I’ve read a number of interesting books about how to interpret the Bible recently. Most recently I spent an intense few weeks in Kenton Sparks’ God’s Word in Human Words. I have a review which will appear in the May 2010 issue of Kesher Theological Journal (see Kesher online here).
Sparks’ book was one of the more negative books about the Bible I have read. I am not reviewing it on the blog since I agreed to do so for a journal. But I can say a few things about the book. Sparks wants to hold on to the authority of the Bible and at the same time accept the results of critical study of the Bible. I share the goal, but it seems to me that along the way Sparks lost his way. I appreciate another take I read recently, in Provan, Long, and Longman’s A Biblical History of Israel. They talk about reading tradition optimistically, giving it a benefit of the doubt. Sparks, it seems to me, has not done this. In his book, any time the Bible could be wrong, he assumes it is.
Readers unfamiliar with critical Biblical scholarship would be shocked to read Sparks’ views on many topics. In fact, many critical scholars take a more tradition-friendly tack than Sparks did. Results of his scrutiny of the Bible include:
–The Pentateuch is an anthology conflicting theologies from Israel’s different periods and schools and should not be read as a unity (p. 218ff).
–Samuel-Kings is theological-historical fiction embellishing an unknowable legendary core (p. 202).
–The Chronicler invents episodes to affirm the doctrine of reward and retribution in this life (pp. 221-2).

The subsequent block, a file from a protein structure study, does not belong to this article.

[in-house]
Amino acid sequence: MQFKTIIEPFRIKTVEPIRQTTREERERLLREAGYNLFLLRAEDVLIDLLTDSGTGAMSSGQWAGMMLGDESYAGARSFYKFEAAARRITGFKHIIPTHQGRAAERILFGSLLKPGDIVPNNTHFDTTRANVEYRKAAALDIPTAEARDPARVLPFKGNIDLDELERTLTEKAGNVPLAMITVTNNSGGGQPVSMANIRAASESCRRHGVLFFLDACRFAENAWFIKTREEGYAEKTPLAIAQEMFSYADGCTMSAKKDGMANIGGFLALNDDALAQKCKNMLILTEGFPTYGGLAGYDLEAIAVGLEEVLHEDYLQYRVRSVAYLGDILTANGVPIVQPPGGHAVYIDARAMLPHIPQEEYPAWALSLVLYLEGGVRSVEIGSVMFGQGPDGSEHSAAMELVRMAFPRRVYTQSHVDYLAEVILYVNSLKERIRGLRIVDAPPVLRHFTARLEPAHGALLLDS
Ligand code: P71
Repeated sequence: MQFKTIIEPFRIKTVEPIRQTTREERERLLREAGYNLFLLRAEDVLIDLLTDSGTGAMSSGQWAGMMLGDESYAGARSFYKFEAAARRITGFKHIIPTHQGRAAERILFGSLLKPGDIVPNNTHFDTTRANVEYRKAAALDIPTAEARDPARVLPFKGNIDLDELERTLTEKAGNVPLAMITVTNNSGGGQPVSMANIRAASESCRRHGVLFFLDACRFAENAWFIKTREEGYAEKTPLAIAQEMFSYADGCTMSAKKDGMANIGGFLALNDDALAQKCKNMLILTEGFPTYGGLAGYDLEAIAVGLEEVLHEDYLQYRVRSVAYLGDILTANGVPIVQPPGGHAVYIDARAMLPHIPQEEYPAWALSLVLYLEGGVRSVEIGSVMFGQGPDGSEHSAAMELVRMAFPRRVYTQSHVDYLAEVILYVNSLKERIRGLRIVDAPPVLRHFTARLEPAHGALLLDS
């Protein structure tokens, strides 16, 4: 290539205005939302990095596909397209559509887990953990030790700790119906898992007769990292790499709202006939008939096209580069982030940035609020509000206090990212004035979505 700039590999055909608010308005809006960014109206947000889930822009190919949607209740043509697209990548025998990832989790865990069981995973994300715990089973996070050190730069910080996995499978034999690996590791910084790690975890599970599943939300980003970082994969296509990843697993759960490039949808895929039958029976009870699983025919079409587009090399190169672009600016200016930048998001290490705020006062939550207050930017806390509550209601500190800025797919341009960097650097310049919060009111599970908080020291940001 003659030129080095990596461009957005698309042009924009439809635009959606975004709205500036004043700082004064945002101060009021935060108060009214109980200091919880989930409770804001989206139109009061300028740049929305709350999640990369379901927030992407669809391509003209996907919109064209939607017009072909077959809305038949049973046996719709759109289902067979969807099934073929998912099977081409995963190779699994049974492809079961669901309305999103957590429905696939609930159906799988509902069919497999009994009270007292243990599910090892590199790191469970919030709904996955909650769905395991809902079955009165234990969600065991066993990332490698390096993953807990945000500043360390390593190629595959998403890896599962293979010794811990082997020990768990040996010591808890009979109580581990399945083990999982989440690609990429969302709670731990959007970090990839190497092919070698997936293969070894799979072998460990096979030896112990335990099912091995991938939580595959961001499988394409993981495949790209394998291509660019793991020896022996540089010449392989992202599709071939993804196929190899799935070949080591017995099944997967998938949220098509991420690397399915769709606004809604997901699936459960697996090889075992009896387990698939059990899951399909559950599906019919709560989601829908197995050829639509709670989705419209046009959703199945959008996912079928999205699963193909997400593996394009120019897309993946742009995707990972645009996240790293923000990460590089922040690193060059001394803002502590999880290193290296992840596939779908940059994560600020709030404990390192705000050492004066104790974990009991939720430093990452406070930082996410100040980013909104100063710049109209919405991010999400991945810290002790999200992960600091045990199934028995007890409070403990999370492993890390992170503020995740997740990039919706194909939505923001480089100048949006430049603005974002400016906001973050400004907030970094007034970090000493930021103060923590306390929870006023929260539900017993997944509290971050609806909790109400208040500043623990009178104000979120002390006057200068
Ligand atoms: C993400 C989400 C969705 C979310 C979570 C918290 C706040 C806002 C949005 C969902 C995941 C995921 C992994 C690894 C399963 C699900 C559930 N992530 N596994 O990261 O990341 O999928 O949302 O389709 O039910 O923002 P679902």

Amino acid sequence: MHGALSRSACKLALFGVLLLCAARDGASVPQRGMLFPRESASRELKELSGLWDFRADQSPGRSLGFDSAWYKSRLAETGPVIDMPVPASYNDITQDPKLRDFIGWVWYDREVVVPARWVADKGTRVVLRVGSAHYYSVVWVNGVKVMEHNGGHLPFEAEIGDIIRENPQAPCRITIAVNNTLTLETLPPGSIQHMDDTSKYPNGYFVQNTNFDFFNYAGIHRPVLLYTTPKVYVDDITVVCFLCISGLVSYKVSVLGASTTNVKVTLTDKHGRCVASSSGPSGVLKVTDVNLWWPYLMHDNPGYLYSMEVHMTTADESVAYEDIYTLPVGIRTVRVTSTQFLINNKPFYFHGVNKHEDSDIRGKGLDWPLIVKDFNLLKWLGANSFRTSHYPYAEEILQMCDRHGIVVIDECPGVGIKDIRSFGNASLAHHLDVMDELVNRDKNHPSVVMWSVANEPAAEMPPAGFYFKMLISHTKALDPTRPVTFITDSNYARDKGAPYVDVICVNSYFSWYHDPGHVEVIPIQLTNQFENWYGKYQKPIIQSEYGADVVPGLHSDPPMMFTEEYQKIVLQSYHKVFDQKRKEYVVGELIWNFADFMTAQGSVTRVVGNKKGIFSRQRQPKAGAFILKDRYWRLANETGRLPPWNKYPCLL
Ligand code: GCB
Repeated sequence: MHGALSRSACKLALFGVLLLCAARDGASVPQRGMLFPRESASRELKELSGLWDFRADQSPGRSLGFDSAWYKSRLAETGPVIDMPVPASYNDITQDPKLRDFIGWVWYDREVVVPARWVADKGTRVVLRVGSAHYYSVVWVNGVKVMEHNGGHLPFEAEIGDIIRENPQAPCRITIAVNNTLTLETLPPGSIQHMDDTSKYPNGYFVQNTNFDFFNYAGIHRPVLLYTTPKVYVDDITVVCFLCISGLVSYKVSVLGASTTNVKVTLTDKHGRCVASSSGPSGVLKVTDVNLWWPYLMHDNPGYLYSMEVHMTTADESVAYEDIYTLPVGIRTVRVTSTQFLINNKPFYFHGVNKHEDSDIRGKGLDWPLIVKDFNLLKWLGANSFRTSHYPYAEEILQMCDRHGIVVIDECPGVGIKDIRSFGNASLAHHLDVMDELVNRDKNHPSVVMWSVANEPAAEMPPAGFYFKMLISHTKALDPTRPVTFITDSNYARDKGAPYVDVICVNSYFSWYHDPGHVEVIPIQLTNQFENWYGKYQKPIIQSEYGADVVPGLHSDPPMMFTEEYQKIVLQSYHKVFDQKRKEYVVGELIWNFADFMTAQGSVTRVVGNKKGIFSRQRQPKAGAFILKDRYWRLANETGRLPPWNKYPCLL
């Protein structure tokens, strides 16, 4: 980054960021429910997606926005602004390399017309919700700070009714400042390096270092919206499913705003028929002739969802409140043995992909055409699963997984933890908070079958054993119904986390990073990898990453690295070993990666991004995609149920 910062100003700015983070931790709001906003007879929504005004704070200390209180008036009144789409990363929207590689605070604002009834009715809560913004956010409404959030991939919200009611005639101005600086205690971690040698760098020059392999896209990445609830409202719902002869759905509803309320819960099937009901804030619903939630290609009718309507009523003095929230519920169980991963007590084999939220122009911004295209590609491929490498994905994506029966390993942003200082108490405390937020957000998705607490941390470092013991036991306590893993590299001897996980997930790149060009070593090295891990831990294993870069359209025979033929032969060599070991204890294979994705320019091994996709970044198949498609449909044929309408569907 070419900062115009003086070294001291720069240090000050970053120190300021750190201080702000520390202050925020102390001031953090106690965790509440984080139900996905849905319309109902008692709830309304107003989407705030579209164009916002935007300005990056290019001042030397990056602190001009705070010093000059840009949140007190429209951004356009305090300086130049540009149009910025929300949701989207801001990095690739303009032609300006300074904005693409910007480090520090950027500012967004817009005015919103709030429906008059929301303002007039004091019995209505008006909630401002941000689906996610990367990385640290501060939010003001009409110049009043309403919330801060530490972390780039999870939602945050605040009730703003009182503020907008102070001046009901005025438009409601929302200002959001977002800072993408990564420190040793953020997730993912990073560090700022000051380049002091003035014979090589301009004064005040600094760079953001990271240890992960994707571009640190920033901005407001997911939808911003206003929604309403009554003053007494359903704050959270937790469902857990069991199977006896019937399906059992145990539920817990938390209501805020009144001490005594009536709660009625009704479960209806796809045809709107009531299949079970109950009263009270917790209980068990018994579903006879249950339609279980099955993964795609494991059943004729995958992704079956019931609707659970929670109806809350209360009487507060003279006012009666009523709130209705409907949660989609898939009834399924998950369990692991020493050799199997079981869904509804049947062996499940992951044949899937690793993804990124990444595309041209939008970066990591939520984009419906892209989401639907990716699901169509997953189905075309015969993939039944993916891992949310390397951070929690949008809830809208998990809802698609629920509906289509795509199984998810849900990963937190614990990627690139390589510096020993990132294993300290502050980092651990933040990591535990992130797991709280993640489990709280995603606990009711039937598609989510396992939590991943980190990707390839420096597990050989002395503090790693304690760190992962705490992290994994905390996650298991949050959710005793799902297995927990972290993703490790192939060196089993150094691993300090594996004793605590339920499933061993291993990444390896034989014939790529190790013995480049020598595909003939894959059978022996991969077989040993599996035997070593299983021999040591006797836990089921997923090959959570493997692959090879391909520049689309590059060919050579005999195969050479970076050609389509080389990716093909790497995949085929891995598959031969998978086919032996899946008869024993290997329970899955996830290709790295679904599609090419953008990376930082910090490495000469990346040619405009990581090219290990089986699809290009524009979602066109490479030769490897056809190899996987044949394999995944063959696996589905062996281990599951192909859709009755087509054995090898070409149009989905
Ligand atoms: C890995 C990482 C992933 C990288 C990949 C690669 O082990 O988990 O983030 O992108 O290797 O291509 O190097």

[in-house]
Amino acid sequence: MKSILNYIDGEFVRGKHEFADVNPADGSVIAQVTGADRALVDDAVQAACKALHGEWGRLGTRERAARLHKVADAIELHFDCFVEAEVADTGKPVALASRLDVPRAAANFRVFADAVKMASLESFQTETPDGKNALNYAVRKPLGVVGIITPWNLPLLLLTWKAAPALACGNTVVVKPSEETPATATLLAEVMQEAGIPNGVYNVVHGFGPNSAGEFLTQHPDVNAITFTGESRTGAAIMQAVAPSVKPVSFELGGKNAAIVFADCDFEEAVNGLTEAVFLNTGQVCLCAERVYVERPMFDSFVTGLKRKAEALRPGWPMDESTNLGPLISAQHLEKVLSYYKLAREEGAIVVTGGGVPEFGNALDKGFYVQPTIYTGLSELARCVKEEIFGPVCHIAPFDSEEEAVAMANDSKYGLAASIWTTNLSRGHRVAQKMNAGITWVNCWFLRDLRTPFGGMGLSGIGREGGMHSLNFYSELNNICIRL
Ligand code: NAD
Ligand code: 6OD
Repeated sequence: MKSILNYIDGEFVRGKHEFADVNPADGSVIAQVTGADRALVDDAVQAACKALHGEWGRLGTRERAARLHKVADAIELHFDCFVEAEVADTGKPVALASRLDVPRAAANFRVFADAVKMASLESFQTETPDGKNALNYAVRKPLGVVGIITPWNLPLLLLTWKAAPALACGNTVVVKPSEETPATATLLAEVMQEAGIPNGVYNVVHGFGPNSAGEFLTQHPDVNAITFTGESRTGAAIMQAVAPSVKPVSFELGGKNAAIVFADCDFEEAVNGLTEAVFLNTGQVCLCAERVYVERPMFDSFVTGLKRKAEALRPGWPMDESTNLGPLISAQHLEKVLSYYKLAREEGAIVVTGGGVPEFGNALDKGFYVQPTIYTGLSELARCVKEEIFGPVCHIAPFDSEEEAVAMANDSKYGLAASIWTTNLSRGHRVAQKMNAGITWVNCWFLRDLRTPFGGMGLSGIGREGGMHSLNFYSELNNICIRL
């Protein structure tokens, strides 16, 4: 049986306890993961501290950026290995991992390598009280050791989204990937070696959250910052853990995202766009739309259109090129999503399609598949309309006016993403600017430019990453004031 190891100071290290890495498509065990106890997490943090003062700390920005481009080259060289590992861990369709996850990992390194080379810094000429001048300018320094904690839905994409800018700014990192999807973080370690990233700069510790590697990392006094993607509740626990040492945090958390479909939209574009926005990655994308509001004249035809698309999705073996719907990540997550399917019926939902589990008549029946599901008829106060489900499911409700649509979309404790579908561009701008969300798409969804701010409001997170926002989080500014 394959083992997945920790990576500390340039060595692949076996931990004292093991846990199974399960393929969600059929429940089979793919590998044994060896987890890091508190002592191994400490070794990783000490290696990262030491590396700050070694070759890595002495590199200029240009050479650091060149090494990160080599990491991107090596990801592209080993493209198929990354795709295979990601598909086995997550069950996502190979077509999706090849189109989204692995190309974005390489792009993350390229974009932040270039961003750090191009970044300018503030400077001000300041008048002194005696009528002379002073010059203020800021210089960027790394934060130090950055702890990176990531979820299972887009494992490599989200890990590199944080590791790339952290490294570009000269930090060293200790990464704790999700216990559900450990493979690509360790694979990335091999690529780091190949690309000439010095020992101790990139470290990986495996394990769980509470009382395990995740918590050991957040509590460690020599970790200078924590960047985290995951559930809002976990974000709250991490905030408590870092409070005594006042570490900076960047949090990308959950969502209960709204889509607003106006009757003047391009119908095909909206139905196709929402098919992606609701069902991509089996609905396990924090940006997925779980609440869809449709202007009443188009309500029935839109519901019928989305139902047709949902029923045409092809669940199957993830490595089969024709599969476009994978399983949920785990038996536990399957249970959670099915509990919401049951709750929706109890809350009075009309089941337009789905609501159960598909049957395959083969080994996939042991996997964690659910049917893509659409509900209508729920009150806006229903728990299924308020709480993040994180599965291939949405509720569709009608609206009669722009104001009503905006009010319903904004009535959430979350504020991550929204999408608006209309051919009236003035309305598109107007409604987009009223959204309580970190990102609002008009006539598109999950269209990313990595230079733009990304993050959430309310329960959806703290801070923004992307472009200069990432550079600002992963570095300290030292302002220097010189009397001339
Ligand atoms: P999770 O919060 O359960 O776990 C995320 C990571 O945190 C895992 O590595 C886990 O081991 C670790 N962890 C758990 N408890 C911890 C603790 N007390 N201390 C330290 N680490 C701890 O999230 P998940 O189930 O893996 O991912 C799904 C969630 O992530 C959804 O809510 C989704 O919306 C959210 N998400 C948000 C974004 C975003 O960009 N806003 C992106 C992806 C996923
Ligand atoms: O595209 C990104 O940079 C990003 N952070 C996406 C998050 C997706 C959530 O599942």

–Daniel’s “failed prophecies” are a genre of apocalyptic meant to communicate God’s control but not be taken seriously as prophecy (pp.223-4).
–John’s gospel uses invented chronology to strengthen the theological theme of Yeshua as Passover lamb (pp. 222-3).
Perhaps the worst example of negativity in Sparks’ book is his handling of the Canaanite genocide issue. God commanded Israel to expel and/or exterminate the Canaanites from the land. Sparks claims this is nothing more than the bigotry of the Ancient Near East and yet it is somehow included and accommodated into the Bible (pp. 297-298).
Needless to say, my review of Sparks will be about what I think he missed, theologically speaking, as he sought to deal with a constructive view of the Bible (one that integrates faith and critical reading).
Another recent book: Blue Parakeet
By contrast, I read and reviewed on Messianic Jewish Musings Scot McKnight’s Blue Parakeet. I so appreciated two principles for reading the Bible which McKnight not only expounded, but also illustrated with examples.
First, he said we need to read the Bible as story. Much of the Bible is, literally, narrative. And the non-narrative parts can be read as part of the ongoing story. This may seem a simple principle, but you can easily get confused since various traditions have not read the Bible as story. McKnight lists other methods including the following:
–Morsels of law: the way of reading the Bible that sees it as a rulebook and rather without consideration for context or development within the Bible isolates rules here and there. Fallacies abound in this approach.
–Morsels of promise: same thing, but with promises instead of rules.
–”Puzzling together the pieces to map God’s mind”: turning the Bible into a system of coded clues which all fit into one grand theory of theology. This method fails to recognize that the Bible includes varying viewpoints on the multi-faceted complexity of life and faith. Sometimes the Bible even seems to be contradictory as it expands our view of the multivalent reality of life (look up multivalent–it is a good word).